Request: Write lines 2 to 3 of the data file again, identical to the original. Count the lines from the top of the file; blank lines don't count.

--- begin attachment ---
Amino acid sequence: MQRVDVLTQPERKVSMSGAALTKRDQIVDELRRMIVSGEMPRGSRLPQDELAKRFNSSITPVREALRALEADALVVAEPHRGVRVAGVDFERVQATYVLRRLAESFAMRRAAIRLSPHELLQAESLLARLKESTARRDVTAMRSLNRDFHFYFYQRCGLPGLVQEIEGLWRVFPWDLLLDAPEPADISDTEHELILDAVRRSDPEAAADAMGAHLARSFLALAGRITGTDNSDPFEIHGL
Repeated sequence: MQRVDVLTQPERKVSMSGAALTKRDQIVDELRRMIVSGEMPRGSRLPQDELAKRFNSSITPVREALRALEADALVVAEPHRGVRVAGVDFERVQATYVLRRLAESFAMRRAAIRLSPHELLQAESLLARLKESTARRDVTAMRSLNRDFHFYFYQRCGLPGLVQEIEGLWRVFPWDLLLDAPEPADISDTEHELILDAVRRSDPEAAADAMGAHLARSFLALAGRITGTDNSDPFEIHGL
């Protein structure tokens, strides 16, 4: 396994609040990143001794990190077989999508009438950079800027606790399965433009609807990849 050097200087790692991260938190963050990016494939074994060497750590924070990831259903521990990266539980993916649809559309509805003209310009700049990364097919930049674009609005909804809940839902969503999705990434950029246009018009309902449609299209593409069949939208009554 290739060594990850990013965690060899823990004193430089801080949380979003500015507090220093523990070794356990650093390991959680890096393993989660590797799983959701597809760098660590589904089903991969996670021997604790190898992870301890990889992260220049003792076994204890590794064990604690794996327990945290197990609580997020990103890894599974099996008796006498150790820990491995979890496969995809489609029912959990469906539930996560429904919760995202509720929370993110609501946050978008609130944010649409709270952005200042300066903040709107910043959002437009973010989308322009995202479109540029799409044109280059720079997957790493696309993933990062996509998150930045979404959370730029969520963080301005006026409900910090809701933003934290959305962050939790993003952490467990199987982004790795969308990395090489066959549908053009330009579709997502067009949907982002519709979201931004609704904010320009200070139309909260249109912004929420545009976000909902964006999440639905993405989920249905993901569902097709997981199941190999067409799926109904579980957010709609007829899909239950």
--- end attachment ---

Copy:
Repeated sequence: MQRVDVLTQPERKVSMSGAALTKRDQIVDELRRMIVSGEMPRGSRLPQDELAKRFNSSITPVREALRALEADALVVAEPHRGVRVAGVDFERVQATYVLRRLAESFAMRRAAIRLSPHELLQAESLLARLKESTARRDVTAMRSLNRDFHFYFYQRCGLPGLVQEIEGLWRVFPWDLLLDAPEPADISDTEHELILDAVRRSDPEAAADAMGAHLARSFLALAGRITGTDNSDPFEIHGL
């Protein structure tokens, strides 16, 4: 396994609040990143001794990190077989999508009438950079800027606790399965433009609807990849 050097200087790692991260938190963050990016494939074994060497750590924070990831259903521990990266539980993916649809559309509805003209310009700049990364097919930049674009609005909804809940839902969503999705990434950029246009018009309902449609299209593409069949939208009554 290739060594990850990013965690060899823990004193430089801080949380979003500015507090220093523990070794356990650093390991959680890096393993989660590797799983959701597809760098660590589904089903991969996670021997604790190898992870301890990889992260220049003792076994204890590794064990604690794996327990945290197990609580997020990103890894599974099996008796006498150790820990491995979890496969995809489609029912959990469906539930996560429904919760995202509720929370993110609501946050978008609130944010649409709270952005200042300066903040709107910043959002437009973010989308322009995202479109540029799409044109280059720079997957790493696309993933990062996509998150930045979404959370730029969520963080301005006026409900910090809701933003934290959305962050939790993003952490467990199987982004790795969308990395090489066959549908053009330009579709997502067009949907982002519709979201931004609704904010320009200070139309909260249109912004929420545009976000909902964006999440639905993405989920249905993901569902097709997981199941190999067409799926109904579980957010709609007829899909239950």